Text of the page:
While online shopping and trading have become the newest hobbies of Internet users, online tax filing still has a long way to go.
Preparing and filing taxes online has faced abysmally slow consumer adoption rates, according to research done by Jupiter Communications. The research found that, much like online shopping, consumers are worried about their privacy and the security issues associated with doing their taxes online.
Although paper tax returns are quickly becoming a thing of the past, Jupiter found that submissions via the Internet will not represent a significant portion of returns in the near future. A poll by Jupiter and NFO found that less than 2 percent of Internet users plan on preparing their taxes over the Internet. That is less than 0.5 percent of all expected individual returns.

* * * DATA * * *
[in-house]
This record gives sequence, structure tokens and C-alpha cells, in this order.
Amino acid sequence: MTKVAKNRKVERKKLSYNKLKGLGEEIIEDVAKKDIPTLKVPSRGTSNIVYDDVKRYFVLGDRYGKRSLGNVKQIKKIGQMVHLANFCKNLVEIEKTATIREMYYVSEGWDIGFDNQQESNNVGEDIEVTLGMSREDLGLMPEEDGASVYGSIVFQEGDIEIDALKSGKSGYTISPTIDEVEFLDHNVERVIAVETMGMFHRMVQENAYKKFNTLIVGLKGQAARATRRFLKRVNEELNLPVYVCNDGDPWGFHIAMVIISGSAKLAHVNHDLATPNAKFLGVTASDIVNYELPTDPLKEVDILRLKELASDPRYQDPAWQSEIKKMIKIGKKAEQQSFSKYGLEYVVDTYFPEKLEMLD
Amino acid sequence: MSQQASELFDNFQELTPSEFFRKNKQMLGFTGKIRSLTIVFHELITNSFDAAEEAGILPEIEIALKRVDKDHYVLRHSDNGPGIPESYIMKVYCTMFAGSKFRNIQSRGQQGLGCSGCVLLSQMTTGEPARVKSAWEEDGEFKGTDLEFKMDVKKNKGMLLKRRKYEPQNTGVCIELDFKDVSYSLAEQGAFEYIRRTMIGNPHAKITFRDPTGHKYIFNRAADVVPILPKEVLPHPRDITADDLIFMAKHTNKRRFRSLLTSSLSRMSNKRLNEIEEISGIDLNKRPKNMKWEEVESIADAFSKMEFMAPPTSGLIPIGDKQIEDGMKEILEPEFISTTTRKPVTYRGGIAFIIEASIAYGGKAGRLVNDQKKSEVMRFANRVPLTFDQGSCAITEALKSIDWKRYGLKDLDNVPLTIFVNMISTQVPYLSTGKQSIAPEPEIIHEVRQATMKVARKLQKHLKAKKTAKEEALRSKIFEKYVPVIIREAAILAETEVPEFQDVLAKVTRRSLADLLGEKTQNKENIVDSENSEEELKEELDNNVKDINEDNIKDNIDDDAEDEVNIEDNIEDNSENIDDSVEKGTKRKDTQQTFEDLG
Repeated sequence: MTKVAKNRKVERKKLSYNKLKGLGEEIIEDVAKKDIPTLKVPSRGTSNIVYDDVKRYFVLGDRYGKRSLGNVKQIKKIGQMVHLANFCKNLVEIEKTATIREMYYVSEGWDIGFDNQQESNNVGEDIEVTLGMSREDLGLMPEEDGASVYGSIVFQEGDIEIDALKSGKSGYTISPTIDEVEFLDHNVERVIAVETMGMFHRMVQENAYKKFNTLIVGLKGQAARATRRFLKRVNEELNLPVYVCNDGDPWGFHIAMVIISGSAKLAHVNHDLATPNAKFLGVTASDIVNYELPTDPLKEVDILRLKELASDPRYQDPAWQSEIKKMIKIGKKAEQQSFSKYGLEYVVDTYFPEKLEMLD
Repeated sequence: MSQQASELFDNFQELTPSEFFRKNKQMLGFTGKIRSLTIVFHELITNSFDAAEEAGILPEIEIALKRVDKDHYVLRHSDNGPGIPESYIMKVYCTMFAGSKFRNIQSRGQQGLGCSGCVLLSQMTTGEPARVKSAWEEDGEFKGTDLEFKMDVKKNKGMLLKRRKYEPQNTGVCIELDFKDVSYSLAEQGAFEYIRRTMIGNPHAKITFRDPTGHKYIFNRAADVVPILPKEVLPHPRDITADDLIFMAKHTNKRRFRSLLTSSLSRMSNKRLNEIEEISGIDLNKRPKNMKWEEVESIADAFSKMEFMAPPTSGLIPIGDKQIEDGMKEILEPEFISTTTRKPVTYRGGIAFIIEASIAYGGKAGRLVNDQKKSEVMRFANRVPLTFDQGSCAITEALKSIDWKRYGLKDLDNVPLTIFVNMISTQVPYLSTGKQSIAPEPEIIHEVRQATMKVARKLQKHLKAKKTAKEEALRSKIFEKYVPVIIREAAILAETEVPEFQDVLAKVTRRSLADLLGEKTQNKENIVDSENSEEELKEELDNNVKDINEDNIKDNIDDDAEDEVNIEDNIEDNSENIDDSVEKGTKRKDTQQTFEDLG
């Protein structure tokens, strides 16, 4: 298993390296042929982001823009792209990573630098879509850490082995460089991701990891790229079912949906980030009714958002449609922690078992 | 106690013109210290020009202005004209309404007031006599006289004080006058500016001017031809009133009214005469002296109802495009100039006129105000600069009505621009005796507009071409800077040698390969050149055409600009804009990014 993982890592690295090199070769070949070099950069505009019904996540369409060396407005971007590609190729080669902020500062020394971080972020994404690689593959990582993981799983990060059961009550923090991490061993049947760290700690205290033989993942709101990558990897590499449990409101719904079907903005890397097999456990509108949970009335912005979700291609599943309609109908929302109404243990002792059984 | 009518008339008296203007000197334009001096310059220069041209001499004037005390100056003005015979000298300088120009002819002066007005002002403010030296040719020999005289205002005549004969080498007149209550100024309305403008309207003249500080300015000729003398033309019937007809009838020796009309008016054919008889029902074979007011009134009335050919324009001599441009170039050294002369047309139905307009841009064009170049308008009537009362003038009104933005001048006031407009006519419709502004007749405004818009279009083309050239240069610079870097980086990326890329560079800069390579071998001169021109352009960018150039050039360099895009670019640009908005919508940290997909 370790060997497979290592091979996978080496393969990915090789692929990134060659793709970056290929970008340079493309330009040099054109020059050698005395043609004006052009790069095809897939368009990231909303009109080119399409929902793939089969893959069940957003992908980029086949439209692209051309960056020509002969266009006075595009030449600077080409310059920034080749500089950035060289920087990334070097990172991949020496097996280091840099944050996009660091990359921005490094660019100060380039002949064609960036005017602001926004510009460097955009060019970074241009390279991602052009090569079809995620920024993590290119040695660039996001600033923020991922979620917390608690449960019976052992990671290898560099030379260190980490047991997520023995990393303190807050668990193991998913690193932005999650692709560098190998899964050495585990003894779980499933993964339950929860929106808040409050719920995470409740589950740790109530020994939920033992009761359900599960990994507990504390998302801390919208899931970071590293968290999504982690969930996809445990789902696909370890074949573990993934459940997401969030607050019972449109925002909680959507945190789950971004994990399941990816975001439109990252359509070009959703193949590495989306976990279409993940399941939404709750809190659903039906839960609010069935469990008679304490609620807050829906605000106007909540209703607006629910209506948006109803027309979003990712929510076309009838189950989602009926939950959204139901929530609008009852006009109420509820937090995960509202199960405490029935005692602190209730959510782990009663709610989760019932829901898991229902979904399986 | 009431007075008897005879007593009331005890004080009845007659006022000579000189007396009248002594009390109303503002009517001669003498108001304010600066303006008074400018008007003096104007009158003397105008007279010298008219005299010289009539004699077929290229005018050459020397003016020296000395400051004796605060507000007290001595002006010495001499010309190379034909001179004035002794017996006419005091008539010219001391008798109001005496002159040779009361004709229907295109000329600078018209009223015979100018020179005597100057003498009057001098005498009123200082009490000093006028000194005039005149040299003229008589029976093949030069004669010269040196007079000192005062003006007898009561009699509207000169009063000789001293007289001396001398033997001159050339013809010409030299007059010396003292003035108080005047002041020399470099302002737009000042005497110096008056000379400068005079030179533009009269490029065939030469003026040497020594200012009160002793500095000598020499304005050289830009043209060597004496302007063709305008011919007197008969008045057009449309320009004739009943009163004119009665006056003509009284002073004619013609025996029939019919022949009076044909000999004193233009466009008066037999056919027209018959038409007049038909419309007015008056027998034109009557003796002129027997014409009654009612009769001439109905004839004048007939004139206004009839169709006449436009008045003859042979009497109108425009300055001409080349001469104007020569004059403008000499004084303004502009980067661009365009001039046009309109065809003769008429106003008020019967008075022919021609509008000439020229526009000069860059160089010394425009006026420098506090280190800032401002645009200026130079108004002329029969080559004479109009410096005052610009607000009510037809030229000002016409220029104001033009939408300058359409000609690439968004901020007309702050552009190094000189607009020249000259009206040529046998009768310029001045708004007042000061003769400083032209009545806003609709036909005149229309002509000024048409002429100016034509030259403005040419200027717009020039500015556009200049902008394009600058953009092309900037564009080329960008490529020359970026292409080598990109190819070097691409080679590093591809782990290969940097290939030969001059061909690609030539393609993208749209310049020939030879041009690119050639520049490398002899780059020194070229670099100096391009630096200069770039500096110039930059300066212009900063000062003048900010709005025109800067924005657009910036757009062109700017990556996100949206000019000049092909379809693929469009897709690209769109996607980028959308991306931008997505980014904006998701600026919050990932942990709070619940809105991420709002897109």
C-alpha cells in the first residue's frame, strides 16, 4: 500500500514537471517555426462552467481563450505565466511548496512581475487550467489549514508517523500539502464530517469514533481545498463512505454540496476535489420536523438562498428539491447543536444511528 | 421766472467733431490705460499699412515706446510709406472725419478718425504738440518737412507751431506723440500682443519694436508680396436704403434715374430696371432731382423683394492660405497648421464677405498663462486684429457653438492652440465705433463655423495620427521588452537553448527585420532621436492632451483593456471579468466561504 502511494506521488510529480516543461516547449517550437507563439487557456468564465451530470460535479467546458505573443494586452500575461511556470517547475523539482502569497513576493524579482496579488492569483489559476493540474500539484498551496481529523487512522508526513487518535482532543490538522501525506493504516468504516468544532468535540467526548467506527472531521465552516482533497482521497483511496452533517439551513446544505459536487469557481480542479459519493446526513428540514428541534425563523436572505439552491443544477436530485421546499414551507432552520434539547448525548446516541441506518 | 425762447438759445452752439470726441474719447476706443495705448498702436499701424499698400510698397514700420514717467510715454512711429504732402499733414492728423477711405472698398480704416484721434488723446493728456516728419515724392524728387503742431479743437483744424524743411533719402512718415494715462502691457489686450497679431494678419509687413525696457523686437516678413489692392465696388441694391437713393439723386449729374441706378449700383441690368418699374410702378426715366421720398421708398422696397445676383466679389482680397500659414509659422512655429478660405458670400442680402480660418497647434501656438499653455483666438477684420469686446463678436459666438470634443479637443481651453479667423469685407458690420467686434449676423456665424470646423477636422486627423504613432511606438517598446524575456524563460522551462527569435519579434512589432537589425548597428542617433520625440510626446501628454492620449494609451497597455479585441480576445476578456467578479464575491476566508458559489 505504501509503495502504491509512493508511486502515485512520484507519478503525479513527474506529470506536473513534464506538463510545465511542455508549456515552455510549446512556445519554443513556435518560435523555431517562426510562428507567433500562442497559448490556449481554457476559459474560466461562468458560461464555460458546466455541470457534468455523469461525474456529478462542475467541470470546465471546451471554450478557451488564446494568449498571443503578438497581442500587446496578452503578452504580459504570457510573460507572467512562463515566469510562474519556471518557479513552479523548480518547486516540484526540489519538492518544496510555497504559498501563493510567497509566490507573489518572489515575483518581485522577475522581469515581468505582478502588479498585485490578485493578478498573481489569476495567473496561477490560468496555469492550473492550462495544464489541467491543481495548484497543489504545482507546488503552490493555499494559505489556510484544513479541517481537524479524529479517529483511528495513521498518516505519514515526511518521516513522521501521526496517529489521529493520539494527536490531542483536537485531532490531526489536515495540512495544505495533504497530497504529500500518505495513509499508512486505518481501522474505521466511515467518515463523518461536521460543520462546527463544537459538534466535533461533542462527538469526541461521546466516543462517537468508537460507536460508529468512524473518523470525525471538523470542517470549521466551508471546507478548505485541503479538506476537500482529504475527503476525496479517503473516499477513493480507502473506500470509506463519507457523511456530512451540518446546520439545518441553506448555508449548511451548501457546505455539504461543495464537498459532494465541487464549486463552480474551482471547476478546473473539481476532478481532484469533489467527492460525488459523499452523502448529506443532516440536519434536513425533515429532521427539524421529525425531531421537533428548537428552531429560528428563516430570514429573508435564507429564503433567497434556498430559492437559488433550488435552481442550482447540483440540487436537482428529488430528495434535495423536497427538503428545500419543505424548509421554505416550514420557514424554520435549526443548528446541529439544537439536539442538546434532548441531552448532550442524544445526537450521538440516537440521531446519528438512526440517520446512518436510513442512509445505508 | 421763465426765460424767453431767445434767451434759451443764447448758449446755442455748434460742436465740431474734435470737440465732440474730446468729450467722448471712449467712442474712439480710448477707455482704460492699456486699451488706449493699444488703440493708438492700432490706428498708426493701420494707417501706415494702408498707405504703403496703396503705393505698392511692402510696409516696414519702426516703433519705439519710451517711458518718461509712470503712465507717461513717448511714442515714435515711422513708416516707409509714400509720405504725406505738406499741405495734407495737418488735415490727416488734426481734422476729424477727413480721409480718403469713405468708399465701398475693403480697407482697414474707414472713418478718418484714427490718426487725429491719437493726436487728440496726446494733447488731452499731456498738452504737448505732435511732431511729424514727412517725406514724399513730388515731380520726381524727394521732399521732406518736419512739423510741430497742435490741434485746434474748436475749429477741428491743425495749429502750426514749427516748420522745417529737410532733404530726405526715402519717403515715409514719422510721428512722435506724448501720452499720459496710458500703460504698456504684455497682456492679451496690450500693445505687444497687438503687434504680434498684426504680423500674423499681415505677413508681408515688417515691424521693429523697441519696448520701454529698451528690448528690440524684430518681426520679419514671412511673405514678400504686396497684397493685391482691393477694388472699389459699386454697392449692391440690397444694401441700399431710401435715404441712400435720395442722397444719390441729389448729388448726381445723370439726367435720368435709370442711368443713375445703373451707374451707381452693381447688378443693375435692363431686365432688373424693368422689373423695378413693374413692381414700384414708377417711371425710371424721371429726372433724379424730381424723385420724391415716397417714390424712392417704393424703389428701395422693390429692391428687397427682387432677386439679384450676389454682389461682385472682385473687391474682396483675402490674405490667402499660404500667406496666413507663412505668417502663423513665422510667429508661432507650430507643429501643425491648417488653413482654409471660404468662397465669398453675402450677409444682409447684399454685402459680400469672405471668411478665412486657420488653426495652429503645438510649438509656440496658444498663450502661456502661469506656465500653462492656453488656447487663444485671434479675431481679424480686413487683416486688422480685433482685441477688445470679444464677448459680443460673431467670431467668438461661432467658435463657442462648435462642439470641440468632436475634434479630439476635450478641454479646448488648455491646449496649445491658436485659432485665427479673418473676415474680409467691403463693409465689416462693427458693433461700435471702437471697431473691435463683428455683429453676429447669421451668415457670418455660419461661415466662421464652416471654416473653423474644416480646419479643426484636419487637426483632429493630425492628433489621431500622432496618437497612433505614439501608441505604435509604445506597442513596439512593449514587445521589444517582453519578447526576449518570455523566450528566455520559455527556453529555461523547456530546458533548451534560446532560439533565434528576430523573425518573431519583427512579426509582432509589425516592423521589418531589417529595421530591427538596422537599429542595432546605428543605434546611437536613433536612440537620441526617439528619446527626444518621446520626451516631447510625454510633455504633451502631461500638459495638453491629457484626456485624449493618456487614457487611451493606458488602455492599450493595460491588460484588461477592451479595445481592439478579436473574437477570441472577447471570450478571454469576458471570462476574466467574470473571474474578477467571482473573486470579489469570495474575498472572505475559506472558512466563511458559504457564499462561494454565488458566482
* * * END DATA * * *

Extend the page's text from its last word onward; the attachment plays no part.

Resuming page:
“Contrary to popular belief, Web-based tax filing is only a tiny part of what is defined as electronic filing. The increase in electronic filings is more likely due to a rise in the number of desktop software users who are using dial-up filing options, rather than the widespread migration to Web-based solutions,” said Jupiter’s Marc Johnson. “While consumers show they are becoming more comfortable with electronic filing options, they are still hesitant to rely on the Web for such an important transaction.”
According to Jupiter, the shift to Internet tax filing will also be slowed because the majority of consumers only file their taxes once a year. The only significant change in tax filing is the 3.5 percent of consumers that are moving away from pencils and paper and using software to file.
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